Written by Hilton Barbour
The flames can be seen from outer space.
80,000 people have been displaced and over 1,600 homes and businesses totally destroyed.
The Canadian city of Fort McMurray is currently facing a fire of such savagery and intensity that the Province of Alberta has declared a state of emergency as residents evacuate the area en masse.
Government and Red Cross assistance has been swift and there is no doubt the skill of those organizations will help immensely.
But help has also come as swiftly from several brands.
Albertan-based airline WestJet has committed numerous airplanes to assist in the evacuation of Albertans trapped by the flames. Social media accounts speak of WestJet planes lined up to assist in the evacuation and returning filled with relief supplies for the beleaguered city.
Accommodation provider AirBnB has activated their Albertan network to help those fleeing the fire. Not surprisingly hosts and the AirBnB organization are stepping up to assist. The company has waived their standard booking fees and many hosts are offering their homes for free.
National brewer Labatts immediately repurposed their beer production lines to can water that was then shipped to the devastated area to assist firefighters and fleeing residents. This marks the fourth time their Albertan operations have canned water to assist in Disaster Relief in the Prairie provinces.
Of course many other organizations are electing to send money straight to the Canadian Red Cross. Not surprisingly, they deem the Red Cross to be the organization best equipped, and with the most experience, to put these funds to good use.
Cynics might argue that the actions of WestJet, Labatts and AirBnB aren’t all that surprising. That those organizations weren’t doing anything particularly novel or far removed from their day-to-day activity. After all how hard is it to waive booking fees, repurpose automated production lines or fill planes already going to a destination?
Here’s where I disagree with the cynics.
All acted with little or no fanfare. No newsflash. No corporate chest beating or soapboxing. No massive social media campaign.
They saw a situation where they could make a difference and they went ahead and did it.
Quietly. With character. And with class.
Sadly that type of character isn’t practiced by all brands in times of adversity.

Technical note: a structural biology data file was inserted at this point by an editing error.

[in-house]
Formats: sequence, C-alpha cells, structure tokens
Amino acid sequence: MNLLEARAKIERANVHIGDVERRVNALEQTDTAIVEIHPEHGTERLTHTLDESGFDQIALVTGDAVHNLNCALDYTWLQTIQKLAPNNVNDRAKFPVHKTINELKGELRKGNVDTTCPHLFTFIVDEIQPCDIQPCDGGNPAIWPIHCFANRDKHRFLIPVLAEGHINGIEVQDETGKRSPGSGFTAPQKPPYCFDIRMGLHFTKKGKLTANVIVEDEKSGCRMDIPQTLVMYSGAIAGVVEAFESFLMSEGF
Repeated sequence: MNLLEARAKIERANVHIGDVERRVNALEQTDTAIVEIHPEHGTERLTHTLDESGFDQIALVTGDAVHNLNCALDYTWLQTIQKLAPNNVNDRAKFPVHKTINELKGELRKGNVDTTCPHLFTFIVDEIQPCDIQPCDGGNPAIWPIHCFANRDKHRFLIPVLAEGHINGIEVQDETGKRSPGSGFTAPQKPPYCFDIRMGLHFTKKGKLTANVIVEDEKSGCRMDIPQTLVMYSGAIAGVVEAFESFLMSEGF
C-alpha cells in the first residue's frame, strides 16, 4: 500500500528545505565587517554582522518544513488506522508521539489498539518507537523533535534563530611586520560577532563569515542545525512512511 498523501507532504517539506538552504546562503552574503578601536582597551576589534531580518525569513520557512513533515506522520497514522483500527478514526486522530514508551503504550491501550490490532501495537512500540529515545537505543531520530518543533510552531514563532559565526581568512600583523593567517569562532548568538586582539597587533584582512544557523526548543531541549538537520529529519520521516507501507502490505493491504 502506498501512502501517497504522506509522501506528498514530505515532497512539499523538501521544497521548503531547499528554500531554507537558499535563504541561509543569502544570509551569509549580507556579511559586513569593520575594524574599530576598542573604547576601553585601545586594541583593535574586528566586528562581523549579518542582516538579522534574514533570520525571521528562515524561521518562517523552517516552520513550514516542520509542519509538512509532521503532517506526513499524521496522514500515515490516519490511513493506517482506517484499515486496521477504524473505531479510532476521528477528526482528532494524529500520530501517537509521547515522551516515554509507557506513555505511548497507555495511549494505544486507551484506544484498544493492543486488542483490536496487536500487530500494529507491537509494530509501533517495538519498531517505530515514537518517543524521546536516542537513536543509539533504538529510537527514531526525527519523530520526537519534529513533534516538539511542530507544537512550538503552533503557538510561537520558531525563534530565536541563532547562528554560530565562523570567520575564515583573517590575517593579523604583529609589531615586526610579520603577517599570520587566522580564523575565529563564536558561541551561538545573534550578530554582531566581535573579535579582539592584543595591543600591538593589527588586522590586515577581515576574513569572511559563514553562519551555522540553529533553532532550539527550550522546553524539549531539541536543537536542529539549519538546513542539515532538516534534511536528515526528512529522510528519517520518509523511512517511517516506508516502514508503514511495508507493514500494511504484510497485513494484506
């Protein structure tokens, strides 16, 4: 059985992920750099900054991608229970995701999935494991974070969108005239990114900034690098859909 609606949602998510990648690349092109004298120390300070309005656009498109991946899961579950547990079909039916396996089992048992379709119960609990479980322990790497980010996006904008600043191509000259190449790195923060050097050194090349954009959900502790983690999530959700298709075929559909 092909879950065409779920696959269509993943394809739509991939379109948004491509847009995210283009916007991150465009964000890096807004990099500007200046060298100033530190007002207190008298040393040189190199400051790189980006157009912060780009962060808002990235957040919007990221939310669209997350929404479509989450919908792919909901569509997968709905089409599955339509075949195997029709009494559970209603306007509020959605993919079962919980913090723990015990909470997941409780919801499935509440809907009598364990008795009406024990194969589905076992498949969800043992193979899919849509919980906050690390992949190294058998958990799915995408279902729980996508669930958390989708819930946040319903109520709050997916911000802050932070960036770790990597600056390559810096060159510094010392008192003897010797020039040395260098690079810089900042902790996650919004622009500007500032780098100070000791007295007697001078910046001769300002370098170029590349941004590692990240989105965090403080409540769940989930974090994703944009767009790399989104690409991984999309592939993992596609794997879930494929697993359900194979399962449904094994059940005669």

The recent death of music legend Prince highlighted just how many brands see opportunity in tragedy. Or are so anxious for the social media cocaine of Likes and Retweets that they’ll jump on every opportunity to be part of a Trending situation on Facebook and Twitter.
And while I’m taking shots at organizations who seem to have lost their character compass entirely, dare I mention the current slew of automotive brands mired in regulatory and legal battles over their corporate actions?
Mitsubishi Motors recently admitted to fudging the fuel economy ratings of their cars. Okay so that’s illegal in almost every country on the planet. More egregious though is they admitted they’ve been lying about their fuel economy since 2002.
German manufacturer VW has also been through the ringer for their tampering with emissions on their diesel vehicles. Tampering that has lead them to accrue about $8 billion dollars to pay the inevitable fine that US lawmakers will slap them with.
That’s bad enough but, what stupefies me more is the recent decision at VW HQ to honor annual bonuses to the executive board that were at the helm when the emission scandal broke. In fairness, VW executives agreed to take a 30% cut in their bonuses after the scandal. Why that cut wasn’t 100% suggests that the organization is either tone deaf or has its head buried in the sand.
Here’s the thing…
As a marketing and brand consultant I’ve sat in numerous boardrooms and focus group settings agonizing over what words and phrases define a particular business or brand. I’ve suffered countless paper cuts leafing through dictionaries and Thesaurus’ trying to eloquently find a word that exists somewhere between “Empower” and “Enlighten”. I’ve written creative briefs that have tried portray brands as “affable, approachable and fun…but not frivolous”
It is all bull.
The true character of any (wo)man, and certainly any brand, is how you act.
Not what you say.
As my friend and fellow Strategist Jay Chaney quips “Do, then Say”
My simple ask?
Next time you’re playing word associations at a brand management off-site, forget the Thesaurus and ask your colleagues and executives instead, how your brand would act in a time of intense pressure or real adversity.
That, my friends, will be the more authentic articulation of your brand character.
The real question then, is what do you intend to do about it?
Originally posted on HiltonBarbour.com